Hello! Thanks for Hakyll!
On that page, I think the text describing each of the three concepts is pretty easy to follow, but I'm really missing a sort of high-level overview of how they relate to one another.
Here's what I've reverse-engineered from the text on the page and from the Haddocks: a Hakyll site consists of a Haskell program and some data files. The Haskell program will, when run, read the data files and emit a static website. This Haskell program implements a build system, and tries to minimally rebuild the site in response to changes in the data files.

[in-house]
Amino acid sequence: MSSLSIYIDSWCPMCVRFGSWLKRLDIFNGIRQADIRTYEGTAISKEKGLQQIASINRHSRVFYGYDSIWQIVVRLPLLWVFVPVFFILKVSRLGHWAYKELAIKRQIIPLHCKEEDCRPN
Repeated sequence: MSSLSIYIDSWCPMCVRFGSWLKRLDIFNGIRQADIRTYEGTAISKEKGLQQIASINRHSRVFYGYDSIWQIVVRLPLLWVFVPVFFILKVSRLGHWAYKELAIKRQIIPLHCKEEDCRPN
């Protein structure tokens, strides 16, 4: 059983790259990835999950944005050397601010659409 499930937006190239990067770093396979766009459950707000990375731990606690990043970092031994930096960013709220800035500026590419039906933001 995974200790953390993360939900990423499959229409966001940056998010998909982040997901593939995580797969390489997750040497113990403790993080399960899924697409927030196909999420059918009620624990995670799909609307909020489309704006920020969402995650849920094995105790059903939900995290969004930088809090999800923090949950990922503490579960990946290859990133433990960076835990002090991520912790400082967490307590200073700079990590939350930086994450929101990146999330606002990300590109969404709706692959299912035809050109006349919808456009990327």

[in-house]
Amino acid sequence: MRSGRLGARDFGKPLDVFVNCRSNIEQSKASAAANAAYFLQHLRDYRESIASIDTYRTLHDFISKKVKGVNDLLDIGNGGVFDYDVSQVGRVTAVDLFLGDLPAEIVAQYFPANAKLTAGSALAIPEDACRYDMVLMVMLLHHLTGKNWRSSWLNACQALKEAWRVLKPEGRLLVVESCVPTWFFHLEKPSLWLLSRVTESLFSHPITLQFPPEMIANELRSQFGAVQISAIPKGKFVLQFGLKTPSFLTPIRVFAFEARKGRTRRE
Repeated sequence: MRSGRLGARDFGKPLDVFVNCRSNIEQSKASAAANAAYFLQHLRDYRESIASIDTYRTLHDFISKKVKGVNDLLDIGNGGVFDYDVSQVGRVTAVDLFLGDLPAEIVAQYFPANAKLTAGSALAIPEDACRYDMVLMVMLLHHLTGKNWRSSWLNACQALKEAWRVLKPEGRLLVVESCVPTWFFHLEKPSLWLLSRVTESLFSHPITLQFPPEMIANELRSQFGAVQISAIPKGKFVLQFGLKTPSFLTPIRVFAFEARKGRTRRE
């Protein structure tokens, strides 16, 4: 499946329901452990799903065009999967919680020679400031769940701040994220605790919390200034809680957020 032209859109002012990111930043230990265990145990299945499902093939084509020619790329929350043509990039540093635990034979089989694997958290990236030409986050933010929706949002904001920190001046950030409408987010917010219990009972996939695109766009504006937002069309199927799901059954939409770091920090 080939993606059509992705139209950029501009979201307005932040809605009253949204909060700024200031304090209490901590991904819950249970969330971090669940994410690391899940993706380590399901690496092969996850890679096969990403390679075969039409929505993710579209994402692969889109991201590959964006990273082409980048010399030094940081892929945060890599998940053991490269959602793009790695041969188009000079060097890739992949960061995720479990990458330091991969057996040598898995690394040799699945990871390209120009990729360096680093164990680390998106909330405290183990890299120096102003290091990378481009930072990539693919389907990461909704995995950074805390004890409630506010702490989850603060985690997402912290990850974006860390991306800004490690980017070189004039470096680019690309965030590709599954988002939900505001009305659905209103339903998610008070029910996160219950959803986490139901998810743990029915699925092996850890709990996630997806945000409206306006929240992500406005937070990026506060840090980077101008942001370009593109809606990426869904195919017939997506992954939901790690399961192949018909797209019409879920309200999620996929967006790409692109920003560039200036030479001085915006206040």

As I understand it, a rule declares a dependency between the data files and the generated site. There are two kinds of dependencies: those that should be triggered when data files change (match rules) and those that should just run (create rules). Within a rule, a route selects the address in the resulting site at which the resulting data should be stored, and a compiler specifies the actual content of the data.
Is this a basically correct understanding? Would it make sense to add an overview along these lines to the top of that tutorial page? Did I miss it somewhere else?
Thanks again for the nice tool!